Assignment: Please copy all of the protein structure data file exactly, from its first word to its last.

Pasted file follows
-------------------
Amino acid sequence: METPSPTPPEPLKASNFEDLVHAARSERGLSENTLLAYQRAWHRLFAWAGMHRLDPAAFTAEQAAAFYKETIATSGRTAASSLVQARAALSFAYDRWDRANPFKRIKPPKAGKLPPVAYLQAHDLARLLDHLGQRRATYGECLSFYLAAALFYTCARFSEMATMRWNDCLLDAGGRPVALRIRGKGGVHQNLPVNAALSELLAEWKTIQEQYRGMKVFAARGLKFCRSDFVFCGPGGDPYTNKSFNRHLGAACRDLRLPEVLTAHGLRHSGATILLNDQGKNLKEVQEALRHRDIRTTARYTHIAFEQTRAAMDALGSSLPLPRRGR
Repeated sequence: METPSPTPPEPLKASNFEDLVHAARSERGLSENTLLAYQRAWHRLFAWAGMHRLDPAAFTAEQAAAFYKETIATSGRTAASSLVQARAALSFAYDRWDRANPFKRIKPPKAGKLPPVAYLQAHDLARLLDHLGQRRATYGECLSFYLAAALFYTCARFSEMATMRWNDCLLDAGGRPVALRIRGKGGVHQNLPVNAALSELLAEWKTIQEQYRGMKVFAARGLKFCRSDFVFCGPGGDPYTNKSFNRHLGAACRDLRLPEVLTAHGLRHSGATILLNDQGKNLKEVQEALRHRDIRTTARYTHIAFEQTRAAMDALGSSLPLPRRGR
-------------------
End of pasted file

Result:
Amino acid sequence: METPSPTPPEPLKASNFEDLVHAARSERGLSENTLLAYQRAWHRLFAWAGMHRLDPAAFTAEQAAAFYKETIATSGRTAASSLVQARAALSFAYDRWDRANPFKRIKPPKAGKLPPVAYLQAHDLARLLDHLGQRRATYGECLSFYLAAALFYTCARFSEMATMRWNDCLLDAGGRPVALRIRGKGGVHQNLPVNAALSELLAEWKTIQEQYRGMKVFAARGLKFCRSDFVFCGPGGDPYTNKSFNRHLGAACRDLRLPEVLTAHGLRHSGATILLNDQGKNLKEVQEALRHRDIRTTARYTHIAFEQTRAAMDALGSSLPLPRRGR
Repeated sequence: METPSPTPPEPLKASNFEDLVHAARSERGLSENTLLAYQRAWHRLFAWAGMHRLDPAAFTAEQAAAFYKETIATSGRTAASSLVQARAALSFAYDRWDRANPFKRIKPPKAGKLPPVAYLQAHDLARLLDHLGQRRATYGECLSFYLAAALFYTCARFSEMATMRWNDCLLDAGGRPVALRIRGKGGVHQNLPVNAALSELLAEWKTIQEQYRGMKVFAARGLKFCRSDFVFCGPGGDPYTNKSFNRHLGAACRDLRLPEVLTAHGLRHSGATILLNDQGKNLKEVQEALRHRDIRTTARYTHIAFEQTRAAMDALGSSLPLPRRGR